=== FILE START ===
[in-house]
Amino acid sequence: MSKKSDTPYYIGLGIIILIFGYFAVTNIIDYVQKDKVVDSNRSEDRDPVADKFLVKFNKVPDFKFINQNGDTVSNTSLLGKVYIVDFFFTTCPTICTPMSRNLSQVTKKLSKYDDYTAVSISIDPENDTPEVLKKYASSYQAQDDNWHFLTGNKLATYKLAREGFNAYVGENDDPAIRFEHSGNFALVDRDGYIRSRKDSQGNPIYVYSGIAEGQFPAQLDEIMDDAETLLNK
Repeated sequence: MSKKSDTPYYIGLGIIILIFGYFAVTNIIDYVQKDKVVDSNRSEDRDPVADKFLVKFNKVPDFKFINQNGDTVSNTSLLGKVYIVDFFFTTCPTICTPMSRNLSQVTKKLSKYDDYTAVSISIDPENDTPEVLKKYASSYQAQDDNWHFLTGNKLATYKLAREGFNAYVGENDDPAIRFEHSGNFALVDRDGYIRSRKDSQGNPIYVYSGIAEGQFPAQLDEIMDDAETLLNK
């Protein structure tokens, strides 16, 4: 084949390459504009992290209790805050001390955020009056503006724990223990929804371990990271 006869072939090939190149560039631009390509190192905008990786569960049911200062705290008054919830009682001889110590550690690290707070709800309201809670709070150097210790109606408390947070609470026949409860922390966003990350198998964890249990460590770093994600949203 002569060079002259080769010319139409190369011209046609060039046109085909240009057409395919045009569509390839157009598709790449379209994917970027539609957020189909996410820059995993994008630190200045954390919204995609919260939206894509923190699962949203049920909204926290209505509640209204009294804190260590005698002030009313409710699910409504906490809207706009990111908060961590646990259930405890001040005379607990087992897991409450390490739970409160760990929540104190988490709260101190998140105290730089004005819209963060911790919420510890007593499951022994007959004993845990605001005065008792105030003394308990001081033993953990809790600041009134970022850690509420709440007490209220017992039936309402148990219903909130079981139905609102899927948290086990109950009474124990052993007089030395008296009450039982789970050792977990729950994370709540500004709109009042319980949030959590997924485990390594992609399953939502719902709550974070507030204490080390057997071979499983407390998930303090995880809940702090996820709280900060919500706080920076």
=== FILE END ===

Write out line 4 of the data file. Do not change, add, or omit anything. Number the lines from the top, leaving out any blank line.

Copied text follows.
């Protein structure tokens, strides 16, 4: 084949390459504009992290209790805050001390955020009056503006724990223990929804371990990271 006869072939090939190149560039631009390509190192905008990786569960049911200062705290008054919830009682001889110590550690690290707070709800309201809670709070150097210790109606408390947070609470026949409860922390966003990350198998964890249990460590770093994600949203 002569060079002259080769010319139409190369011209046609060039046109085909240009057409395919045009569509390839157009598709790449379209994917970027539609957020189909996410820059995993994008630190200045954390919204995609919260939206894509923190699962949203049920909204926290209505509640209204009294804190260590005698002030009313409710699910409504906490809207706009990111908060961590646990259930405890001040005379607990087992897991409450390490739970409160760990929540104190988490709260101190998140105290730089004005819209963060911790919420510890007593499951022994007959004993845990605001005065008792105030003394308990001081033993953990809790600041009134970022850690509420709440007490209220017992039936309402148990219903909130079981139905609102899927948290086990109950009474124990052993007089030395008296009450039982789970050792977990729950994370709540500004709109009042319980949030959590997924485990390594992609399953939502719902709550974070507030204490080390057997071979499983407390998930303090995880809940702090996820709280900060919500706080920076």